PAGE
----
William Gairdner talks with TVO’s Steve Paikin about the new version of his “classic” book The Trouble with Canada. (He cleverly added the word “…Still” to the title for this revamped edition.)
I haven’t read the new book, so I can’t comment on it (notwithstanding my foregoing snark, I understand it’s “thoroughly updated”), but the original was a reactionary jeremiad against what Gairdner viewed as a radical leftward shift in the political landscape over the past 50 years or so that had effectively destroyed Canada in his estimation.
Basically, it was a litany of institutional grievances that will now be entirely familiar to readers of the National Post or other so-called “Conservative” outlets concerning just about any right-wing hobby horse one can imagine: bilingualism, welfare parasitism, foreign aid scamming, judicial activism, radical feminism, multiculturalism, etc.
Unfortunately, whatever reasonable points Gairdener makes – some of which are quite legitimate; the unsustainability of deficit financing, for example – are vastly outweighed by his retrograde opinions concerning a range of social justice issues. For instance, his take on homosexuals and gay marriage is particularly egregious in this respect, believing as he does that it’s an aberrant “lifestyle” that can be “cured” back into normalcy.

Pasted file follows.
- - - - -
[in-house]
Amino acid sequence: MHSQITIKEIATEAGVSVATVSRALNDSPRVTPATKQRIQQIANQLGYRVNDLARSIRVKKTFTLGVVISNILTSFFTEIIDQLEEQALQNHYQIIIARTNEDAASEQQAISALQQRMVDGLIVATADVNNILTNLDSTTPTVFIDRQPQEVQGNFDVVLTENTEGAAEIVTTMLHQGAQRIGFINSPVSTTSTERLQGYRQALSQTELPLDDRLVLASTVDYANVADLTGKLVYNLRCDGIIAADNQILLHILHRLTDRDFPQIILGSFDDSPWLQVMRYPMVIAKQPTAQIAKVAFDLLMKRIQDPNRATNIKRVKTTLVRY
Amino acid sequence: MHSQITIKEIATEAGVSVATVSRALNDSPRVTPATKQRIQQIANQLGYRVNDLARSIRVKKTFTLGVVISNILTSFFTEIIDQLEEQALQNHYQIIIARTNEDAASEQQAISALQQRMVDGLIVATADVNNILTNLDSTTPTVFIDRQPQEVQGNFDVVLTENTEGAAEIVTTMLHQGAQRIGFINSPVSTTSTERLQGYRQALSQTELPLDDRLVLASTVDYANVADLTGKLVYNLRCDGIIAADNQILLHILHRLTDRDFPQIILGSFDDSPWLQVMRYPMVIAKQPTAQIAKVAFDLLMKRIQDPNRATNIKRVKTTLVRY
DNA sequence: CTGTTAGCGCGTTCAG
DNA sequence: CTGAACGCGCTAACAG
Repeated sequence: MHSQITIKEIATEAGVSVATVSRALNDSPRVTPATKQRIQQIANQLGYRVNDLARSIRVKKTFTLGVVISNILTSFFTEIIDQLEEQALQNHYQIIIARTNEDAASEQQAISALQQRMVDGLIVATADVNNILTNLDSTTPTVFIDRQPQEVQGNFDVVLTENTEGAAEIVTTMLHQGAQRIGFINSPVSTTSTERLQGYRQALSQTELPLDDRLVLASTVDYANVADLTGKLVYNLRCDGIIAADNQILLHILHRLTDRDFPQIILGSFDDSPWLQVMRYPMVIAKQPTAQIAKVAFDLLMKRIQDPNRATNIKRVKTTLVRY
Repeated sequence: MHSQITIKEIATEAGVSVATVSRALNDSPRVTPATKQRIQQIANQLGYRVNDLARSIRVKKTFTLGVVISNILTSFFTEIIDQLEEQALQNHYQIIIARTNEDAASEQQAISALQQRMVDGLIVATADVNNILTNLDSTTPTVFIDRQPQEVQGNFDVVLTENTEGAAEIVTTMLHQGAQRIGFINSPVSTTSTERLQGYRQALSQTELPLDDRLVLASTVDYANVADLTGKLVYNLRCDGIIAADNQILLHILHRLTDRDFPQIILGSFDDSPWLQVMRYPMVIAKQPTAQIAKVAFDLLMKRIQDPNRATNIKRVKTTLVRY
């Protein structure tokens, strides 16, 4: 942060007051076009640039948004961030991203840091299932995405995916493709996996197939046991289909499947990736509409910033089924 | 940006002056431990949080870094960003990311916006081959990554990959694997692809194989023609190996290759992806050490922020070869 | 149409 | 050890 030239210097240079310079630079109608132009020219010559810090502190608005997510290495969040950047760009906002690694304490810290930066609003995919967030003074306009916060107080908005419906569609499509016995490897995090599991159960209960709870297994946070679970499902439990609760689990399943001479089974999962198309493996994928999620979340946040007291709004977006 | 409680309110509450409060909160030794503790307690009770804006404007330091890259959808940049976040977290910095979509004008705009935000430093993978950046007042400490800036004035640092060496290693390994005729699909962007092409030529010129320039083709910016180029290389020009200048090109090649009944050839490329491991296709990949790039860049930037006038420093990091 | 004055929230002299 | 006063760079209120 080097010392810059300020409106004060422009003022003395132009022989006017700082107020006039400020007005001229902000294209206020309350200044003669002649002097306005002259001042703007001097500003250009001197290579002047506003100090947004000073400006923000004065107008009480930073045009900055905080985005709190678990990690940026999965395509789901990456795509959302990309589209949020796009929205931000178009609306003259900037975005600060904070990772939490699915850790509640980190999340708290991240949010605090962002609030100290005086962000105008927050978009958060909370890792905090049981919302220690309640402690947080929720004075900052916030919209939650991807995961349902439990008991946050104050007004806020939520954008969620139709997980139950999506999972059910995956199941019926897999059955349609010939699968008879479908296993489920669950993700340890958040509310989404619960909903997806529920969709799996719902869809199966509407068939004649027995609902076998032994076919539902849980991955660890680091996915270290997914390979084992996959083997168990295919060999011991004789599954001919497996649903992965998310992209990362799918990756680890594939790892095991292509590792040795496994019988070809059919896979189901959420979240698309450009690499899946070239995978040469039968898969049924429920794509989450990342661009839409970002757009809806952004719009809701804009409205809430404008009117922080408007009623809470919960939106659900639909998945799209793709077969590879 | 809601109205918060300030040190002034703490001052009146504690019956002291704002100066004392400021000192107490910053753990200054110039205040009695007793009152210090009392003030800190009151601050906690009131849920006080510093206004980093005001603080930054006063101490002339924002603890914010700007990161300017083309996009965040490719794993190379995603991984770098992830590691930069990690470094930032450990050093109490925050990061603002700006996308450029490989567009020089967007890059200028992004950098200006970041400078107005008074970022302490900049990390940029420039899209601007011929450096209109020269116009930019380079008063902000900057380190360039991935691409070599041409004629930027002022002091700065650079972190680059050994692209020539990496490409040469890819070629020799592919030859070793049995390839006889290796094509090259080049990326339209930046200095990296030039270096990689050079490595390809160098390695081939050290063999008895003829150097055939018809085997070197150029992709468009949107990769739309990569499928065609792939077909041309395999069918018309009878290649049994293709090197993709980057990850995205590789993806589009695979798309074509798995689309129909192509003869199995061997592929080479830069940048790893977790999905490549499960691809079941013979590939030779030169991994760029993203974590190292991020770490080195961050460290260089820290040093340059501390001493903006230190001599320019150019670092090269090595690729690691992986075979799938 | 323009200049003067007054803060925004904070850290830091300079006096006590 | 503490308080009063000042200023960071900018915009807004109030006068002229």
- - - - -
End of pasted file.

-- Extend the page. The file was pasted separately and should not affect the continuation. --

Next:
On more “meta” issues such as his take on federalism – i.e., a return to the jurisdictional construct of the BNA in terms of the restoration of a more decentralized, pre-Trudeau government – Gairdner’s ideas would seem to do more to promote regional factionalism, inefficiency, and chaotic disunity than the freedom and individual liberties he espouses.